Caring for Suffolk County’s over 63,000 acers of parkland is a formidable task, but parks officials may soon be getting some help following the unanimous legislative approval this week of a plan to create a parks stewardship pilot program. To be rolled out in ten unstaffed County parks, the bill sponsored by Legislator Kara Hahn will enlist the assistance of individual volunteers and groups to assist with trash pickup, trail maintenance and monitoring of its selected park. Work will be coordinated and overseen by the County’s parks department and the “Park Stewards” will be required to submit reports on the number of times participants have walked the park’s trails, amount of litter collected from the grounds and any vandalism or illegal activity discovered.
“Residents of Suffolk County love their parks,” said Legislator Hahn who is Chairwoman of the Legislature’s Parks and Recreation Committee. “This program will allow our residents to translate that affection into real, hands-on action for the protection and improvement of these public treasures.”
The parks stewardship pilot will run for one year to determine the program’s feasibility for possible expanded use within the County. A decision on the potential implementing of a continuing stewardship program will be made by the Parks Department once the one year trial is complete. The idea to establish a stewardship program was presented to Legislator Hahn by East Setauket Boy Scout Jake Butkevich, who was interested in volunteering at Forsythe Meadow County Park in Stony Brook, and former Hahn intern Xicheng Zhou who researched the plan.
The bill now goes to County Executive Steve Bellone for his signature within the next 15 days.
According to Philip Berdolt Commissioner of Suffolk County Parks and Recreation, “The Park Stewardship Program will engage community members in the conservation of parklands throughout Suffolk County. By becoming a steward of Suffolk County Parks’ green spaces, you will help ensure that our county’s natural resources are cared for and kept safe for future generations.”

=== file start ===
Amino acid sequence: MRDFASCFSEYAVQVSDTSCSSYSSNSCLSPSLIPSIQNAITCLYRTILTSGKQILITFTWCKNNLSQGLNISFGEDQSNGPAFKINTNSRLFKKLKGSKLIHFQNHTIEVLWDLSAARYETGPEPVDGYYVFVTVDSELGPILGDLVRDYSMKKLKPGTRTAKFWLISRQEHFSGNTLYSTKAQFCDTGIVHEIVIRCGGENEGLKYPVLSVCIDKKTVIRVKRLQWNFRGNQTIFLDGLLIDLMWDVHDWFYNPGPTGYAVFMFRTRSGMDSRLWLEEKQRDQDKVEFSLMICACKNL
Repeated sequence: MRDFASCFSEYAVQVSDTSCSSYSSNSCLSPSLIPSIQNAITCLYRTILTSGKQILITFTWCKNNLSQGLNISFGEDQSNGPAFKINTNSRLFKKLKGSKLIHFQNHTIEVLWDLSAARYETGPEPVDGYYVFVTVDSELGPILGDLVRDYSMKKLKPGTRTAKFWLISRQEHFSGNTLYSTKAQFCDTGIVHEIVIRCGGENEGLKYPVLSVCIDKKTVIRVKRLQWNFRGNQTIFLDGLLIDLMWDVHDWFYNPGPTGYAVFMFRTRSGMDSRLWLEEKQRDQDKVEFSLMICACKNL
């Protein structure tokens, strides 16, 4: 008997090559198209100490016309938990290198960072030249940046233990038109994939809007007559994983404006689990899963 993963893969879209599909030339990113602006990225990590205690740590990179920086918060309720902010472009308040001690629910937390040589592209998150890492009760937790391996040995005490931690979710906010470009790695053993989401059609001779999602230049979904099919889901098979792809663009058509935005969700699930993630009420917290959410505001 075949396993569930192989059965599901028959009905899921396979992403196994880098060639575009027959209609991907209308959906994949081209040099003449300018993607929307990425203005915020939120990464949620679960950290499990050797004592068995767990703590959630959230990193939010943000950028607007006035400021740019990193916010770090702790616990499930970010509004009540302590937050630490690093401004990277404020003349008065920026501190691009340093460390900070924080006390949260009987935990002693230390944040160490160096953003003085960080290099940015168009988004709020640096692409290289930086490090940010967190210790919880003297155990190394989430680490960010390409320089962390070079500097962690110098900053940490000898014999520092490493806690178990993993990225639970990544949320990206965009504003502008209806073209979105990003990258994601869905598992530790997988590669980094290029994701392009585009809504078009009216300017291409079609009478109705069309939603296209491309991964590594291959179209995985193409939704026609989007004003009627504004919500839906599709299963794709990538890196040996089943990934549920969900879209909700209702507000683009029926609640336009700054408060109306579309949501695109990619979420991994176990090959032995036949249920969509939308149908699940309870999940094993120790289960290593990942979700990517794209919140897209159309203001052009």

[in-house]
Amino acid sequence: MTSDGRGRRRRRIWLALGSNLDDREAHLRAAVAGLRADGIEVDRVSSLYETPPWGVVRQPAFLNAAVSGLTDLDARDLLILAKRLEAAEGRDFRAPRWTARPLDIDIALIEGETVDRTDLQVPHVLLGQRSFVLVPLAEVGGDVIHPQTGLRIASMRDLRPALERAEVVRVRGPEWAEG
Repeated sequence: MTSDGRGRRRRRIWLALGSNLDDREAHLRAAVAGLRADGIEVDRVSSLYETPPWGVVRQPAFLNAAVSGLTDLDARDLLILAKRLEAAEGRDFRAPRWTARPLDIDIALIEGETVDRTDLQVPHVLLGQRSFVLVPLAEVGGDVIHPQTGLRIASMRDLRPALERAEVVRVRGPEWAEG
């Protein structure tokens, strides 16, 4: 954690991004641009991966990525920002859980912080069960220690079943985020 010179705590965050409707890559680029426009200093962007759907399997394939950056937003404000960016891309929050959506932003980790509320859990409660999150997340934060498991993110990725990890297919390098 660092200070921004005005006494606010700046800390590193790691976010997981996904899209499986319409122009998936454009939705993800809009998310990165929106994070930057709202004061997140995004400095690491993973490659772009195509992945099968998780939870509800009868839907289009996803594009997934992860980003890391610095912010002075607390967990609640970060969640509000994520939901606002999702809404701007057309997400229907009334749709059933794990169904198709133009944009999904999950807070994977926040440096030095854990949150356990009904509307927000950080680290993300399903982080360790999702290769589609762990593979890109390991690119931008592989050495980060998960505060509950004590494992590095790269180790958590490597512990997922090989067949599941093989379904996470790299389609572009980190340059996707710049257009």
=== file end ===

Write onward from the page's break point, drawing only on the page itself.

In recent years the challenge of protecting Long Island’s parks has come to the forefront following discoveries of illegal dumping and vandalism in several locations including the Town of Islip’s Roberto Clemente Park and Suffolk’s West Hills County Park. And while the toxic debris dumped has been removed, and these parks reopened, officials continue to implement new programs intended to protect Suffolk County’s parkland from being “dumped on” again. In 2017, Suffolk approved increased penalties for dumping on County owned public lands and established a “Parks Watch” program similar to the highly effective Community Watch program, two efforts spearheaded by Legislator Hahn.
“The power to keeps our parks beautiful is within all of our hands,” concluded Legislator Hahn. “Being a parks steward means being a partner in the protection and ultimately the sustainability of these majestic places.”